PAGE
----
In August, we reported on a pair of proposed bills in Michigan, one planned to increase the barrel threshold, while the other allows brewpubs to have an interest in five other brewpubs if the combined production doesn’t exceed 18,000 barrels of beer per year. Both bills — HB 4709 and HB 4710 — have passed the state’s House of Representatives and are currently in the senate’s reform committee. If passed through the Senate, HB 4709 would increase the barrel threshold from 30,000 to 60,000 barrels for micro brewers. The bill is seeing strong support in the Michigan government.
The Morning Sun Politics reported that State Rep. Kevin Cotter, R-Mt. Pleasant, is a strong supporter of the bill, explaining that the 30,000-bbl limit was put in place in the ’90s as a way of curbing alcohol abuse, but that recent studies have shown that craft beer is not abused the same way as hard liquor.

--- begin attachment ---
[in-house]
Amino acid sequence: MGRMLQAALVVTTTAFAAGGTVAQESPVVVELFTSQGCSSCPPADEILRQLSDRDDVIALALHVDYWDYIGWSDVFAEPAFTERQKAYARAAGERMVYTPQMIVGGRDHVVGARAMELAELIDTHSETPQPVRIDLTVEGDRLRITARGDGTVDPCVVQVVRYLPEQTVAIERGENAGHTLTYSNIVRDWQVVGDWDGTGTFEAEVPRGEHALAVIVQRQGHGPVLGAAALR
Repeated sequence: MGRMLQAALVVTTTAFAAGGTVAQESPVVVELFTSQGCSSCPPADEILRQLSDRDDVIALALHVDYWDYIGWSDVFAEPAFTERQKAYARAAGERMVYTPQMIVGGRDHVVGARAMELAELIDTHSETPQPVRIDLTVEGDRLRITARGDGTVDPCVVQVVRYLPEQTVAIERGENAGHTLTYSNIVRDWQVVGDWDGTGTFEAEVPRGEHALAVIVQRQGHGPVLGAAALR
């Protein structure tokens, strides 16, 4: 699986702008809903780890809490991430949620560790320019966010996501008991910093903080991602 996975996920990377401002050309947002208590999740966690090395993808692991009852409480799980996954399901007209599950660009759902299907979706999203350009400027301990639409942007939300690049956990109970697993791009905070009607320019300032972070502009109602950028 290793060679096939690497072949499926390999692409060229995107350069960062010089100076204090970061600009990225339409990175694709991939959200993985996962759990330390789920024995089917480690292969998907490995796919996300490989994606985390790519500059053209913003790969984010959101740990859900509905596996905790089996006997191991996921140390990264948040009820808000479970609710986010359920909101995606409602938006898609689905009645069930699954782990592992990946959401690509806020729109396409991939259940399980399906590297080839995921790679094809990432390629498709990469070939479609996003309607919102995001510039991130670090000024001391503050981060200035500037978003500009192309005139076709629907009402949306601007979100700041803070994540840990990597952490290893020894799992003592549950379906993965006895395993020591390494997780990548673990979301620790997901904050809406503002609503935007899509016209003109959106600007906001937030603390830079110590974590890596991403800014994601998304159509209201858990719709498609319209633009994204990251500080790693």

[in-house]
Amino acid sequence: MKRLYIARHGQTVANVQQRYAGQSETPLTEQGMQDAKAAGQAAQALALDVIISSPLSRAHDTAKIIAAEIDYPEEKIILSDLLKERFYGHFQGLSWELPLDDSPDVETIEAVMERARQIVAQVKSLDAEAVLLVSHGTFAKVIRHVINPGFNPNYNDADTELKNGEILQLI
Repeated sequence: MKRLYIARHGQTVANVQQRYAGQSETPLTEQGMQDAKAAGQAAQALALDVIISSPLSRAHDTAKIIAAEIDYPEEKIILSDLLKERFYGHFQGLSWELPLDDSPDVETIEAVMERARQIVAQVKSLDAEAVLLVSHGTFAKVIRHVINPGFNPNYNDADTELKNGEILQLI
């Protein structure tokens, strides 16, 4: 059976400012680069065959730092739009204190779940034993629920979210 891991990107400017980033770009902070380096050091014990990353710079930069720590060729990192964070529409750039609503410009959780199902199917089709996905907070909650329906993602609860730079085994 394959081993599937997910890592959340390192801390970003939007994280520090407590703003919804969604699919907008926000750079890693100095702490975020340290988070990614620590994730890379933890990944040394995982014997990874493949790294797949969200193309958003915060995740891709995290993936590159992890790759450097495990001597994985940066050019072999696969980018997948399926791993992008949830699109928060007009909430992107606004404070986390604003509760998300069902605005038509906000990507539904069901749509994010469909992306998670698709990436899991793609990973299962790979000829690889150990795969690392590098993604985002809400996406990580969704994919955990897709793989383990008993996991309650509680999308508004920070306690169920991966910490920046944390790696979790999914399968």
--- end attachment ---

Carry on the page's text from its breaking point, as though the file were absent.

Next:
From the Morning Sun Politics:
“Michigan’s been very successful in our craft brewing industry,” Cotter said. “It’s something that’s taken off, it’s really drawing interest from the public.”
“I think it’s important for the state to get out of the way and not restrict that,” he said.
From growler laws to distribution legislation, allowing small craft brewers to grow by getting brewing restrictions out of the way has been a theme of regulations in the past few years. Not only do these laws allow brewers to sell more beer, but that means an increase in production and adding more jobs to local communities.
For the full story, check out the Morning Sun Politics and Craft Brewing Business keep you up to date with all the latest legislation and regulation news.